THE parents of an autistic schoolboy say they hope Flintshire County Council will learn from its mistakes after a ‘landmark’ tribunal ruling.
Stephanie and Martin Burton, from Saltney, took legal action against the authority after claiming County Hall education chiefs tried to ignore their wishes and send their gifted son – who passed his maths GCSE aged eight – to a different school.
A Special Educational Needs Tribunal for Wales (SENTW) ruled on February 10 that the council unlawfully discriminated against the boy, now 12, directly contrary to the Equality Act 2010.
Stephanie and Martin – who say they have been ‘put through hell’ – applied for their son to go to a grammar school in Wirral, where they believed he would be able to achieve his academic potential.
The couple met council staff in September 2010 to discuss what they wanted to happen, but the authority wanted the former Saltney Ferry Primary School pupil to go to a specialist unit at Argoed High in Mynydd Isa instead, which would have been cheaper.
Maths teacher Stephanie said: “I took my son to the Argoed for a visit, and they were very friendly.
“They obviously care a great deal for their autistic students, but we decided it wasn’t right for our son.”
Stephanie and Martin filled in their preference form – choosing the grammar school – and sent it to the council’s education department.
“We didn’t think there would be a problem,” said Martin.
In December 2010 council officers held a behind-closed-doors meeting and decided Stephanie and Martin’s son should go to the Argoed.
And Stephanie said she and her husband were not told what the panel decided.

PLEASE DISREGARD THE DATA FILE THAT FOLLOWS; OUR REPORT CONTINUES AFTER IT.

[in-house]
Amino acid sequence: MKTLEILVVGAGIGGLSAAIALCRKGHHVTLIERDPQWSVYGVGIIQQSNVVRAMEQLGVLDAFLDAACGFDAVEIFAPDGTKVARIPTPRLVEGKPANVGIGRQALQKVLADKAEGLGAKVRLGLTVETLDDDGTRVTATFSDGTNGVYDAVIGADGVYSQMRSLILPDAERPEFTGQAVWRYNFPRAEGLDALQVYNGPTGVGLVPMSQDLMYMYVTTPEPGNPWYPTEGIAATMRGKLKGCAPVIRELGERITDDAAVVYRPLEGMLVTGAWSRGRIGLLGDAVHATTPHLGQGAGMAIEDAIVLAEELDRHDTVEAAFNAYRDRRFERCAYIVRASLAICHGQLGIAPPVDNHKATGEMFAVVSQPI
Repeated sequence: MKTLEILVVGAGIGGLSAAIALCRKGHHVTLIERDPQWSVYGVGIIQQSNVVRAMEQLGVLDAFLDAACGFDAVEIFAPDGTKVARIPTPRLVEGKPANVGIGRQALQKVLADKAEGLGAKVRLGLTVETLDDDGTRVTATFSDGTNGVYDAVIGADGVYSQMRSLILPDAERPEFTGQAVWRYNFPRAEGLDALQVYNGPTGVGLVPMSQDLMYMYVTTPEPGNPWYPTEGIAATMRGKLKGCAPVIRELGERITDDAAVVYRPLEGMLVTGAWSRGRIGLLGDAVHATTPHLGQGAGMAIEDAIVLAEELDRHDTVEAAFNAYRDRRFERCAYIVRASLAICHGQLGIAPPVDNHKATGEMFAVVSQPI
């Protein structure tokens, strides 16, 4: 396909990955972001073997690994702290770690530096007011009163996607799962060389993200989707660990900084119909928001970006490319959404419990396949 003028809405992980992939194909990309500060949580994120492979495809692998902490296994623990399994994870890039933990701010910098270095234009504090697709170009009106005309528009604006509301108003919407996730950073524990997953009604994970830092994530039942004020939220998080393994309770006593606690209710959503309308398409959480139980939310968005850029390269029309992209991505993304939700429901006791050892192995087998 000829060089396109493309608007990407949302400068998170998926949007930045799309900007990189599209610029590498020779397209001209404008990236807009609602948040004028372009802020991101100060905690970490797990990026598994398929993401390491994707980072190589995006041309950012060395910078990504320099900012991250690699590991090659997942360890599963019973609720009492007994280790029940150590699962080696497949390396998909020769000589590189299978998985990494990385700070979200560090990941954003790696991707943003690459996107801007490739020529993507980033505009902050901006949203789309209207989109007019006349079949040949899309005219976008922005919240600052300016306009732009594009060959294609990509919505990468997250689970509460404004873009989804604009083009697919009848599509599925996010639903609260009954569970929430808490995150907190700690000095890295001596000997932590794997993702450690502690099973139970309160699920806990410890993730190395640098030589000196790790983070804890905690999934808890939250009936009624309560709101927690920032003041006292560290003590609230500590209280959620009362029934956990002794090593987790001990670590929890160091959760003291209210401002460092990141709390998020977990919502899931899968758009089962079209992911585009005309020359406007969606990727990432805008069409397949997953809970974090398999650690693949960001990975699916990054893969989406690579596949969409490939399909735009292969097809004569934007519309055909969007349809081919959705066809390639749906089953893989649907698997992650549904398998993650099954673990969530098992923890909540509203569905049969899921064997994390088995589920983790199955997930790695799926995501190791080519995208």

“The first I heard of their decision was the local authority phoning me up in February 2011 to say they had chosen Argoed,” she told the Chronicle.
“I was shocked and angry. We applied immediately to SENTW to oppose the decision.”
Stephanie added: “We didn’t even get a chance to discuss it with them after they made the decision. They left us with no option but to appeal.
“We were also aware that there was a possible breach of the Equality Act, which had just come into force, so we lodged a disability discrimination claim as well.”
At another closed meeting in March 2011, the council again decided Stephanie and Martin’s son should go to the Argoed.
The couple sought the advice of Alyn and Deeside MP Mark Tami, who took up their case.
“We didn’t know why they were still refusing to let him go to the grammar school,” said Stephanie.
“They never gave us an adequate explanation. They kept telling us he would not cope in secondary education without a unit.
“Lots of other children from Flintshire go to this grammar school.”
Finally, in July last year, Flintshire County Council agreed to let Stephanie and Martin’s son go to the school of their choice.
Martin said: “Our poor son had watched other children in his class preparing to go to secondary school, while he hadn’t known where he was going or what would happen.
“It’s hard enough for an ordinary child, but for a child with autism it’s a nightmare.”
The couple’s son has since settled in at the school after passing the entrance exam and starting in September.
Stephanie told the Chronicle: “We have never seen him so happy. He fits in so well and plays with the other children and has made some good friends.
“He even came joint top of his class recently. We are so proud of him.”
The tribunal ruled Flintshire County Council had discriminated against the Burtons’ son by not letting him go to his preferred school. A subsidiary claim of indirect discrimination was dismissed.
The panel of three legal experts also said the authority has to make changes to its policies and practices as well as apologise to the Burton family.
Stephanie said: “We hope Flintshire will be deterred from doing this to another family. No-one should have to go through this hell.”
Stephanie and Martin said they are glad the tribunal acknowledged the suffering the family went through.
“We have had to fight hard to get our son’s needs recognised and provided for,” she said.
“It has cost us thousands of pounds and countless hours researching the law as we couldn’t afford a solicitor.
“The work a tribunal needs is so substantial we have had to spend our evenings and weekends writing statements instead of playing with our children.
“We have got what our son needed – but at a huge cost.
“We want Flintshire to change their practices so other parents never have to suffer as we did.”